“Play ball” time arrives for NCAA Division III schools Belhaven University and Millsaps College this weekend, with the Blazers set to open on Friday at Smith-Wills Stadium and the Majors on Saturday at Twenty Field as part of a round-robin tournament. Belhaven coach Hill Denson has announced that this will be the final season of his long and heralded career. The swan song begins against LeTourneau, a D-III school from Texas. The Blazers, 12-27 in 2018, a rare losing season for Denson, were pegged to finish 11th in the 12-team American Southwest Conference. The team had two players get recognition on the league’s preseason Watch List: second baseman Evan Moore, who hit .297 with 23 runs and 14 steals as a freshman, and right-hander David Hall, who posted a 3-6 record and 4.71 ERA last year. Pitching was a 2018 sore spot for BU, which put up a 6.53 staff ERA. Millsaps will play LeTourneau on Saturday, launching coach Jim Page’s 31st year with the purple and white. He topped 750 career wins in 2018 as the Majors went 25-19. The team returns outfielder Jimmy Johnstone, a .361 hitter and second-team All-Southern Athletic Association pick in 2018; outfielder Brennan Ducote, who batted .374 with four homers and 33 RBIs; and right-hander Conner Haynes, 4-1, 3.22 ERA. … Belhaven and Millsaps will play the first of three Maloney Trophy Series games on March 6 at Smith-Wills.
The Cincinnati Reds, coming off a terrible season, beefed up their rotation by trading for three veteran pitchers in the off-season. What that means for Cody Reed is that cracking the starting corps this spring will be a lot tougher. The former Northwest Mississippi Community College star from Horn Lake will be in the mix based on his relatively strong finish in 2018. Reed, a 25-year-old lefty, posted a 3.99 ERA with 31 strikeouts in 29 1/3 innings over his last seven appearances, six of them as a starter, which is the role he has said he wants. After back-to-back scoreless starts, his final game of the season didn’t go so well (a loss to Kansas City), but he ended the year with a 3.98 ERA in 17 games. “It’s a tough one to end on if this is it,” Reed told mlb.com after that final outing. “I definitely feel like I (left a good impression). I’m going to come into spring fighting … .” Reed was a second-round pick out of NWCC by Kansas City in 2013 and was a highly rated prospect when traded to the Reds while in Double-A in 2015. He made the big leagues in 2016 but endured a rough baptism, going 0-7 with a 7.36 ERA. Reed has bounced between Triple-A and the big club the last two seasons, working as both a starter and reliever. Maybe he sticks in 2019. Reds pitchers and catchers report for work, officially, on Feb. 13.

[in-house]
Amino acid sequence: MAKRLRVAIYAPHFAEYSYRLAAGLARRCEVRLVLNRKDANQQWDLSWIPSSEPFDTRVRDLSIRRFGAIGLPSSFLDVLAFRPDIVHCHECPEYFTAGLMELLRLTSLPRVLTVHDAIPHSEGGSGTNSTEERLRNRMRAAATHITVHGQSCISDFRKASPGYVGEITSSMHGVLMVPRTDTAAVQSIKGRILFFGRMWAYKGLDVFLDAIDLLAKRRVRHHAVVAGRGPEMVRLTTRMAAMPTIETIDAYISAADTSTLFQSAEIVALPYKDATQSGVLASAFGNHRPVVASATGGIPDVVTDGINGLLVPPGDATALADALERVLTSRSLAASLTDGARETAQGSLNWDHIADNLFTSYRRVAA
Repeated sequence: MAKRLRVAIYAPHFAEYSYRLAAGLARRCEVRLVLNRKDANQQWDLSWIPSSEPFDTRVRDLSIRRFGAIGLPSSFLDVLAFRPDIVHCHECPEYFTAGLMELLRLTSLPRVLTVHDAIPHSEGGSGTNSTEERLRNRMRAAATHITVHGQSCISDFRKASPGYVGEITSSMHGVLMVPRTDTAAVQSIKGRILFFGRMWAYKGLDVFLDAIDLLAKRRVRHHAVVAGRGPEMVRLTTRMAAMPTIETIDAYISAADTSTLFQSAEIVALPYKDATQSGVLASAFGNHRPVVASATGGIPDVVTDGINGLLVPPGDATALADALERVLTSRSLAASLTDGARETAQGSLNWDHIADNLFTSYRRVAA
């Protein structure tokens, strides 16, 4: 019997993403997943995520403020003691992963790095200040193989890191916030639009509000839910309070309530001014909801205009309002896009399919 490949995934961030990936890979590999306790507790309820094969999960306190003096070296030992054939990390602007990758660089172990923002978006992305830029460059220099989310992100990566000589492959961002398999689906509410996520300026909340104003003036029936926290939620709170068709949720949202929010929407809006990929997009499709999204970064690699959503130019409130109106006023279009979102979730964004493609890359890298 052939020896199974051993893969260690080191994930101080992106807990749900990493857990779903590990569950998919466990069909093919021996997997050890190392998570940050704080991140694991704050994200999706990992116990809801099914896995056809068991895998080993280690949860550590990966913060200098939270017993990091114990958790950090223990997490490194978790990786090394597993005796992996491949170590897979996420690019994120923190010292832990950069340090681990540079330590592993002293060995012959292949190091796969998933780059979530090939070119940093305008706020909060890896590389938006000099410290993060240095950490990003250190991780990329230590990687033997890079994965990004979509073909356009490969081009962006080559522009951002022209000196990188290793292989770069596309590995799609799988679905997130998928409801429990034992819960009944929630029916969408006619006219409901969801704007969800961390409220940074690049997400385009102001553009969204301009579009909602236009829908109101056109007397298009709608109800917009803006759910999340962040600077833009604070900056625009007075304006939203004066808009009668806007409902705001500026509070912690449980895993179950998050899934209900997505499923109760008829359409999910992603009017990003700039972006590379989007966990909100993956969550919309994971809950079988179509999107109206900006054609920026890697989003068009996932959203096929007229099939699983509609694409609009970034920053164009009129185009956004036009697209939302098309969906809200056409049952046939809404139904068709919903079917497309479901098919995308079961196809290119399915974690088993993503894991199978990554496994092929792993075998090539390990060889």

Names to know from college baseball’s opening weekend, which was, for the most part, a rousing one for Magnolia State schools:
Darek Sargent, Delta State: 5-for-10, a homer, seven RBIs as the Statesmen went 3-0 against East Central University.
Hunter Riggins, DSU: 5 2/3 shutout innings, one hit, 10 strikeouts.
Billy Cameron, Mississippi College: 4-for-10, a homer, four RBIs as the Choctaws swept three at Harding.
Zack Ingram, MC: six innings, one run, nine strikeouts.
Kyle Bayles, William Carey: 5-for-15, five runs, four RBIs, five shutout innings as the Crusaders went 2-2 against Missouri Baptist and Ave Maria.
J.C. Sanner, WCU: six innings, no earned runs, 12 strikeouts.
Drake Wallace, Blue Mountain: 3-for-10, a homer, five runs, four RBIs as the Toppers went 3-0-1 against William Wood.
Mason Woolridge, BMC: two saves, three scoreless innings.
As a flight of fancy, ncaa.com recently picked an all-time starting lineup of Mississippi State alumni, a Maroon 9, so to speak. It’s a very impressive bunch: CF Dan Van Cleve, SS Adam Frazier, 1B Will Clark, RF Rafael Palmeiro, LF Brent Rooker, 3B Travis Chapman, C Ed Easley, 2B Jeffrey Rea and P Jeff Brantley. Of course, a lot of great players were left off. One of the more glaring omissions would seem to be Jake Mangum, currently the Bulldogs’ center fielder. The former Jackson Prep star has a .356 average, 49 doubles, 87 RBIs, 154 runs and 34 stolen bases over 195 games entering 2019. He has been the SEC’s freshman of the year, an All-SEC pick, a Ferriss Trophy winner and an All-America selection. He has been drafted twice by MLB clubs. He led State to the College World Series last summer and returned for his senior season to try again for that elusive national title. It’s hard to imagine a player having had a greater impact on the program. He certainly rates a spot in the Maroon 9.